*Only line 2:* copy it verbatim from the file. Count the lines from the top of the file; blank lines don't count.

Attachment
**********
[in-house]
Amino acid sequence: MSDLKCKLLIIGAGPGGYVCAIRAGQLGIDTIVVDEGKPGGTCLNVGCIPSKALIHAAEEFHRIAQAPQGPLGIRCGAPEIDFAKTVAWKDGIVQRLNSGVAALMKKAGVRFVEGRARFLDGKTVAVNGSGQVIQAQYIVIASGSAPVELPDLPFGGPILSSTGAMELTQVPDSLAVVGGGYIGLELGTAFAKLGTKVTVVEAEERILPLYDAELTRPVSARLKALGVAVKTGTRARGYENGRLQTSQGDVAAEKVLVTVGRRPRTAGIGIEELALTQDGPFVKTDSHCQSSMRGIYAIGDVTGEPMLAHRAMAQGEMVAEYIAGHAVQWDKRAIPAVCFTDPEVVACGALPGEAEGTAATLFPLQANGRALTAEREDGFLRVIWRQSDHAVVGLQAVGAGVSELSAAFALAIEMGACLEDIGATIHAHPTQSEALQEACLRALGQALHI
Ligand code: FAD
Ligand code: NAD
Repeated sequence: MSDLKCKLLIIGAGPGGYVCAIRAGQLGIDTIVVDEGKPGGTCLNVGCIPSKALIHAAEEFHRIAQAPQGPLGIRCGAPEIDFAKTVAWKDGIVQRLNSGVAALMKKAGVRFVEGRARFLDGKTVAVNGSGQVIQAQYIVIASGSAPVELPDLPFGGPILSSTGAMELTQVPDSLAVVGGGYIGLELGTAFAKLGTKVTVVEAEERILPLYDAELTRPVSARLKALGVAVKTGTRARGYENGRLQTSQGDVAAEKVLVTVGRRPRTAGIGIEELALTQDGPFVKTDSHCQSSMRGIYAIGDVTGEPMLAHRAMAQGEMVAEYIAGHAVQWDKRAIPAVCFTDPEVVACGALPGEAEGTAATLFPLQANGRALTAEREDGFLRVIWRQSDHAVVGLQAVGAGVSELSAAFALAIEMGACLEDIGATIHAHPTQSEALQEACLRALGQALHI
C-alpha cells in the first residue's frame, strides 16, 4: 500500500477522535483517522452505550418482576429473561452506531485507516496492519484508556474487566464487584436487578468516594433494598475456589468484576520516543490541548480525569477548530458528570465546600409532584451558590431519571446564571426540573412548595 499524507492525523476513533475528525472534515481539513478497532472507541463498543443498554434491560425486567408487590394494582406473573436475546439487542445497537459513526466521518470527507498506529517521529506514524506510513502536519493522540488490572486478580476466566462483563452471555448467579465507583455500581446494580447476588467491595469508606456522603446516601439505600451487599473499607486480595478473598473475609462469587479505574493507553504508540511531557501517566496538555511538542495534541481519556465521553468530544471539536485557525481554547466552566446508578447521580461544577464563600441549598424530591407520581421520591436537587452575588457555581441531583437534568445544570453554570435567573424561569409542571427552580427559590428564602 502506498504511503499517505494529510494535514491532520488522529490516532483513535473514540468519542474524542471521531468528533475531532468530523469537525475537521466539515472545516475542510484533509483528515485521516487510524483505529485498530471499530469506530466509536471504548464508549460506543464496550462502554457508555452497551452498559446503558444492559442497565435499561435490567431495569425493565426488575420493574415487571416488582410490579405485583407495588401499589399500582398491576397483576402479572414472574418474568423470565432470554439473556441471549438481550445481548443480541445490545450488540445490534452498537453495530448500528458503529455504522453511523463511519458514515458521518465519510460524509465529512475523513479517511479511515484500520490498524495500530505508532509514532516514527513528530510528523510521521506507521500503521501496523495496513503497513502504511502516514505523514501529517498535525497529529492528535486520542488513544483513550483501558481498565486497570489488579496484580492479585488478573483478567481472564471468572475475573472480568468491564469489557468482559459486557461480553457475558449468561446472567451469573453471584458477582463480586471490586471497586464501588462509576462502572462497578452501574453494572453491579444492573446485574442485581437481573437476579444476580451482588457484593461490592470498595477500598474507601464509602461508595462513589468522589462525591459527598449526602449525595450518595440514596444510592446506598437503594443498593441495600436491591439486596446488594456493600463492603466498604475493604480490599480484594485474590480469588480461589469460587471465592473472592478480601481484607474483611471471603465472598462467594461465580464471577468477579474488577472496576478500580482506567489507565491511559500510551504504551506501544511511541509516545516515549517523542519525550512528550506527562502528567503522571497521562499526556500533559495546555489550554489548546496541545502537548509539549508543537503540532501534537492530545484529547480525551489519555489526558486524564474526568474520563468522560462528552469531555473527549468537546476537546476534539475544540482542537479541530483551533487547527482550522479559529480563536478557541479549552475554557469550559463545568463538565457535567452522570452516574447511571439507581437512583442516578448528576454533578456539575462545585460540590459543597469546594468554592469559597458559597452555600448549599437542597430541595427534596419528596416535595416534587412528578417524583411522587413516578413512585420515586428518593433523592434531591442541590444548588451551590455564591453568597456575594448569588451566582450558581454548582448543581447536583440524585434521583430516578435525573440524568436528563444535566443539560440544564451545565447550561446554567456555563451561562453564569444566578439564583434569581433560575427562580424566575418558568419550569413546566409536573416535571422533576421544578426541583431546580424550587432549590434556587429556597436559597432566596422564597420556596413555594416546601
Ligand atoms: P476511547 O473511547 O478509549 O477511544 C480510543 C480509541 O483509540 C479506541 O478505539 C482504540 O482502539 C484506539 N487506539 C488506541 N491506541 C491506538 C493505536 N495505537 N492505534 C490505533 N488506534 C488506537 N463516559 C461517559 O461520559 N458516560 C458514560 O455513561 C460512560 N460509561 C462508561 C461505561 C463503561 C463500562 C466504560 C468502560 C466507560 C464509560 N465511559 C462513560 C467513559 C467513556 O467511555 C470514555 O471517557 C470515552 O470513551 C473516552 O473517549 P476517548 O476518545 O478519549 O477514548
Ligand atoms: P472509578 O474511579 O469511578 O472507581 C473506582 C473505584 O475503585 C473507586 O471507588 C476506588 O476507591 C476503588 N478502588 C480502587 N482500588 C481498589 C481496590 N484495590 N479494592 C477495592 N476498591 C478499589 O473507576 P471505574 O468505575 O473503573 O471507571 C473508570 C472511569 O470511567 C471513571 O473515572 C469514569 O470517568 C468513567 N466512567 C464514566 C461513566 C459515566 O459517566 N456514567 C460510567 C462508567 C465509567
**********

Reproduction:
Amino acid sequence: MSDLKCKLLIIGAGPGGYVCAIRAGQLGIDTIVVDEGKPGGTCLNVGCIPSKALIHAAEEFHRIAQAPQGPLGIRCGAPEIDFAKTVAWKDGIVQRLNSGVAALMKKAGVRFVEGRARFLDGKTVAVNGSGQVIQAQYIVIASGSAPVELPDLPFGGPILSSTGAMELTQVPDSLAVVGGGYIGLELGTAFAKLGTKVTVVEAEERILPLYDAELTRPVSARLKALGVAVKTGTRARGYENGRLQTSQGDVAAEKVLVTVGRRPRTAGIGIEELALTQDGPFVKTDSHCQSSMRGIYAIGDVTGEPMLAHRAMAQGEMVAEYIAGHAVQWDKRAIPAVCFTDPEVVACGALPGEAEGTAATLFPLQANGRALTAEREDGFLRVIWRQSDHAVVGLQAVGAGVSELSAAFALAIEMGACLEDIGATIHAHPTQSEALQEACLRALGQALHI